State park wildlife firefighters say don't worry, it's under control.
Heavy clouds of smoke engulfed the 985-acre Tyler State Park, turning parts of the parks grounds pitch black.
And although it looks treacherous, the benefits are worth the dirty work.
"The heat is suppressing woody understory resprouts and suppressing them down to a lower level, so that grasses and wildflowers and things like that can grow underneath the forest," Wildland Fire Program Manager Jeff Sparks says.
As a team of wildland firefighters ignited the forest, what looks like a small patch of embers turned into a 150-acre blaze.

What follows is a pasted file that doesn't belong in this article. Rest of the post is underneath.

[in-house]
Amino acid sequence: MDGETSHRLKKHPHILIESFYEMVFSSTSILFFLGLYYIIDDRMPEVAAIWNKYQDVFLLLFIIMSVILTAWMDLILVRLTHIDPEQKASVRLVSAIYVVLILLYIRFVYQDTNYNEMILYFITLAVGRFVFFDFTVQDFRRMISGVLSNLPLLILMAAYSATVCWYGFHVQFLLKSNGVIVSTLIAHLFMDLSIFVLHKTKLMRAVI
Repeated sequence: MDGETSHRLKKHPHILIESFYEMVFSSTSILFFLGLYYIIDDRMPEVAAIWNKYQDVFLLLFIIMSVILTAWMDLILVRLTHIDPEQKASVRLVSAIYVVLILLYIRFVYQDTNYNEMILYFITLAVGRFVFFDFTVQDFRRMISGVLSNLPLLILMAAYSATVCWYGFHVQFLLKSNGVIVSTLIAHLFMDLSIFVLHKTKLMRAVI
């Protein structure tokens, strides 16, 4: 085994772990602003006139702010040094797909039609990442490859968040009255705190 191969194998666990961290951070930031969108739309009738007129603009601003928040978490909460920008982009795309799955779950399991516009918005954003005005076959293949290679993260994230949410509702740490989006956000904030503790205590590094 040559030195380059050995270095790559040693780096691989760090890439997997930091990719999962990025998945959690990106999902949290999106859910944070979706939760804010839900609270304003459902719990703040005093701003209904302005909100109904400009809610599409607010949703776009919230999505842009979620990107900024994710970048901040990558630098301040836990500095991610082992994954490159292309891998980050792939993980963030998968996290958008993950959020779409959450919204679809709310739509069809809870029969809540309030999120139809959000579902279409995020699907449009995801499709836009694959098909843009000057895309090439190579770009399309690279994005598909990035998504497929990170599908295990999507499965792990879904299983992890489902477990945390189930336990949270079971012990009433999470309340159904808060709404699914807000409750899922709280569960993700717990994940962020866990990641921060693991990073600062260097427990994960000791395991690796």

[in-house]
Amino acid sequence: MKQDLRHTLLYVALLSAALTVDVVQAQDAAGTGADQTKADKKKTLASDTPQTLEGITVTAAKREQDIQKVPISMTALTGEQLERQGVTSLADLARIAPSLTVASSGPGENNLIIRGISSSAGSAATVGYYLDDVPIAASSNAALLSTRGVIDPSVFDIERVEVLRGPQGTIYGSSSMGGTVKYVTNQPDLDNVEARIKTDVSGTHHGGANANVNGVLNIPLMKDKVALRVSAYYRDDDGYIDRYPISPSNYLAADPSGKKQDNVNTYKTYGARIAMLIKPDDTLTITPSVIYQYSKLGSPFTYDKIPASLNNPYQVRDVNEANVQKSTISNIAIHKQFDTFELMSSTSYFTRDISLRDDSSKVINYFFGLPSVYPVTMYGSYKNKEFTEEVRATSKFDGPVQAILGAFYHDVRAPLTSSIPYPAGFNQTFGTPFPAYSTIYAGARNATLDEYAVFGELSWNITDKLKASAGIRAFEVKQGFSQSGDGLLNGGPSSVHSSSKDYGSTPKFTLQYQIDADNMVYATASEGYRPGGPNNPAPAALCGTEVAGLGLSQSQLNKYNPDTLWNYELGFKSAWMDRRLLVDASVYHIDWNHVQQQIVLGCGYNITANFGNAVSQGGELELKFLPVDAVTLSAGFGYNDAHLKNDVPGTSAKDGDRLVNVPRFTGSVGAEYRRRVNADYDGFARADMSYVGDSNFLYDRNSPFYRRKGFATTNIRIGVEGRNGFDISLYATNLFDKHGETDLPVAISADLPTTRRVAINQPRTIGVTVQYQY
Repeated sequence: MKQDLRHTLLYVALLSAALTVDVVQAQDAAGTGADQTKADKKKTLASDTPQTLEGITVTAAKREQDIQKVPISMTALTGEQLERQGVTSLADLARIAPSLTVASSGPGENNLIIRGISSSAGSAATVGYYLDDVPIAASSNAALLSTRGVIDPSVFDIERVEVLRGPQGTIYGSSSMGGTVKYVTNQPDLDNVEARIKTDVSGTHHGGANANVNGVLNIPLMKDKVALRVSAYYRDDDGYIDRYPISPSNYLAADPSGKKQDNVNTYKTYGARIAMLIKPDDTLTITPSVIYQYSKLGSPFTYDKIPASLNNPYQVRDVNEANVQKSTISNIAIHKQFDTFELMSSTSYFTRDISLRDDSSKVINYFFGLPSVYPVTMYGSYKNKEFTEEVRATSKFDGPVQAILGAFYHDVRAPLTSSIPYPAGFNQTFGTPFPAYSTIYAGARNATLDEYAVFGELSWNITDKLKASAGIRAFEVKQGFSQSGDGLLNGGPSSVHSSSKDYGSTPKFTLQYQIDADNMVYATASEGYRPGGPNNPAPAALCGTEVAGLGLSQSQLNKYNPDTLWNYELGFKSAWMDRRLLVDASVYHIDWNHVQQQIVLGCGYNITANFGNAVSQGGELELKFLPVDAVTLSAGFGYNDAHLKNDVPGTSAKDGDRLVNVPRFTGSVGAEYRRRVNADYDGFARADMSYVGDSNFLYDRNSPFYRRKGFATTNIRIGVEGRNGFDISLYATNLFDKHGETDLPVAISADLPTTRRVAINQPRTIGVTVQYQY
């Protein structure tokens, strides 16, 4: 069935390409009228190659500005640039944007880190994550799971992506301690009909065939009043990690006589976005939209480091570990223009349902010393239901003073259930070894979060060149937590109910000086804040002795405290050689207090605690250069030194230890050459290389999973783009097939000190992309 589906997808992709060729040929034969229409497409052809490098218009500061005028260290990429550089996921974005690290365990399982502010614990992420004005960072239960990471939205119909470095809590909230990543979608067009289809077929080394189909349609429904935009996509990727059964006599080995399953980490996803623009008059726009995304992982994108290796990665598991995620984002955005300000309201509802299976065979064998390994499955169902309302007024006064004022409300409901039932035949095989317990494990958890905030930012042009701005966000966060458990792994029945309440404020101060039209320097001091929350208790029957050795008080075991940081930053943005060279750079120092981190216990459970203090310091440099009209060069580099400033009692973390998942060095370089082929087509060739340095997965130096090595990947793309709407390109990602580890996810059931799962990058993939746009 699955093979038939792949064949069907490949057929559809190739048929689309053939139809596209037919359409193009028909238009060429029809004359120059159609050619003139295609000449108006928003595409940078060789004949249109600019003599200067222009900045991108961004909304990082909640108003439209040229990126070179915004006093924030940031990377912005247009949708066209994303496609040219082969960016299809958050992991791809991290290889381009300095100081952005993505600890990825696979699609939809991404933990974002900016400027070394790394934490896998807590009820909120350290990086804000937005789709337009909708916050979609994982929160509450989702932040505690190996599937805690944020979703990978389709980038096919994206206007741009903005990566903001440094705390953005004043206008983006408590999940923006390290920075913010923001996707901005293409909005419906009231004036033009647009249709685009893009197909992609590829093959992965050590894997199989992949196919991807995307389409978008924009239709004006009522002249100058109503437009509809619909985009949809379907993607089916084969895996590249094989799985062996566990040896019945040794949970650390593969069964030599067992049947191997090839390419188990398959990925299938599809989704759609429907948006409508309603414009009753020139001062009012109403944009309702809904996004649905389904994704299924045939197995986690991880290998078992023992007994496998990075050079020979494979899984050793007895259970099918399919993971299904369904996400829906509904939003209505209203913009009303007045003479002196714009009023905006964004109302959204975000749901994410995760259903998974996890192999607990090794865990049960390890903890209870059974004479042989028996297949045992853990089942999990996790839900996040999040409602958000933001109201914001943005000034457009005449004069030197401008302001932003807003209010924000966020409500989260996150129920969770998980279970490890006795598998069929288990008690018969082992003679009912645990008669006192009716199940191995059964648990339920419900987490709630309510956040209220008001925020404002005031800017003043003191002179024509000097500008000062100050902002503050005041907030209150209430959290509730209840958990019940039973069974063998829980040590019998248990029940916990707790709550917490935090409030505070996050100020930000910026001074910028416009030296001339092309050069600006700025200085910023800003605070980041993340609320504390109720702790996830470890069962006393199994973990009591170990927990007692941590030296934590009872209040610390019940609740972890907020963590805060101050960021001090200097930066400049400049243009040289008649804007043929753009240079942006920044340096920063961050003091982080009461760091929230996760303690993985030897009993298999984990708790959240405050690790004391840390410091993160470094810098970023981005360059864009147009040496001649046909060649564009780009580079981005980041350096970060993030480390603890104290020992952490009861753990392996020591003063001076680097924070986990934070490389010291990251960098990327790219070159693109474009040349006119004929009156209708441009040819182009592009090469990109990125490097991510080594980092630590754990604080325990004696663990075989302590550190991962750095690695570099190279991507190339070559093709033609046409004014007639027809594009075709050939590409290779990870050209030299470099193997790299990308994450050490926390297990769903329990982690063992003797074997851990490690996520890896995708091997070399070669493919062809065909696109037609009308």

In most cases, Wildland Fire Program Manager Jeff Sparks says wind is a dangerous threat with fires, but in this case, the wind is a benefit.
"We need the wind to move the fire across the landscape and the wind will also move the smoke away from things like highways, houses, towns, things like that," Spark says.
Sparks says his team burns three times a year in this park, about 350 acres each time, and after just a week’s time, he says he’s noticed a drastic increase in wildlife and vegetation.
"You can see areas where they have been frequently burned and those areas that were managed with fire actually have a higher wildlife diversity and higher populations than untreated areas," Sparks says.
The Tyler State Park has been open since the 1930's, meaning most of its pines are more than 80 years old, and Sparks says with the annual burns, new trees will be introduced.